…if you don’t value people you don’t wish to communicate with them. And any writing is a form of communication, just as any writing is a form of hope.
Because think of what you’re hoping for: you’re hoping, number one, that you’ll finish whatever it is you’re writing; number two, that it will be comprehensible; number three, that your message will somehow reach another human being; number four, that they will open that bottle that’s washed up on the shore, and they will take out the message, and they will be able to read it; and number five, that they will be able to comprehend it and derive meaning from it. And that’s a pretty long list of hopes.
This quote comes from the end of an interview Margaret Atwood gave with Michael Silverblatt on KCRW’s show, BOOKWORM. For most of the interview, they talked about her latest book, Maddaddam, the third of a trilogy.
If you are a writer and unfamiliar with this show, I highly recommend you start downloading the podcasts. You can listen to the whole interview here.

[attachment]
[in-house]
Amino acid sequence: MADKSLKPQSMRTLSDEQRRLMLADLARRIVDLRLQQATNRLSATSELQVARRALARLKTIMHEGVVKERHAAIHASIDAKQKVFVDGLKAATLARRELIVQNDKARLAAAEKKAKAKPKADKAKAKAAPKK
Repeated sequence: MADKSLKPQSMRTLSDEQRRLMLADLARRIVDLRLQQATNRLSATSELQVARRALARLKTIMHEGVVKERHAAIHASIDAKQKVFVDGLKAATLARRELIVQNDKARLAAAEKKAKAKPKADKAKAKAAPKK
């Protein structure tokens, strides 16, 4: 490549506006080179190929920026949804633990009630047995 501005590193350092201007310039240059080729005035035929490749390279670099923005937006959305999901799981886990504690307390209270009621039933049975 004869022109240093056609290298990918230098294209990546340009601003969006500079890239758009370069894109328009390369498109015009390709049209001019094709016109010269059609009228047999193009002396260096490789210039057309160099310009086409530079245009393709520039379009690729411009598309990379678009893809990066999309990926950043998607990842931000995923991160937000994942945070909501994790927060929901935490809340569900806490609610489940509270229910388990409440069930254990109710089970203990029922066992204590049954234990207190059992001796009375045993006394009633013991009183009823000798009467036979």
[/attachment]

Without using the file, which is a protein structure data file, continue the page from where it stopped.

Atwood’s words remind me of what I’ve started to call the “Stevie Wonder Principle:” It’s not a religion, people. It’s a relationship. Writing can become, quite fast, a religion. We have our ceremonies (prizes, readings, book signings), and rituals (turning off the internet, staring at a blank page and staying put until something comes, listening to podcasts of author interviews), and there are several denominations (or genres and poetry schools). We have our leaders whose approval we might, if we’re not careful, depend on too much.
Nonetheless, like what Atwood says here, it’s important to go back to the very core of why we do what we do: to communicate with people. Once we start to sacrifice the “relationship” for “religion,” our writing becomes self-indulgent, mean, without any sort of redemption, hard to stomach, and, you know, corrupted by the same thing that corrupts all religions: greed.
All of that aside, it was nice to hear that Margaret Atwood express a need for hope in order to write what she writes, despite the fact that in the hierarchy of writers, she’s probably pretty close to the Vatican. Writing is always a process, no matter who we are or what we’ve written.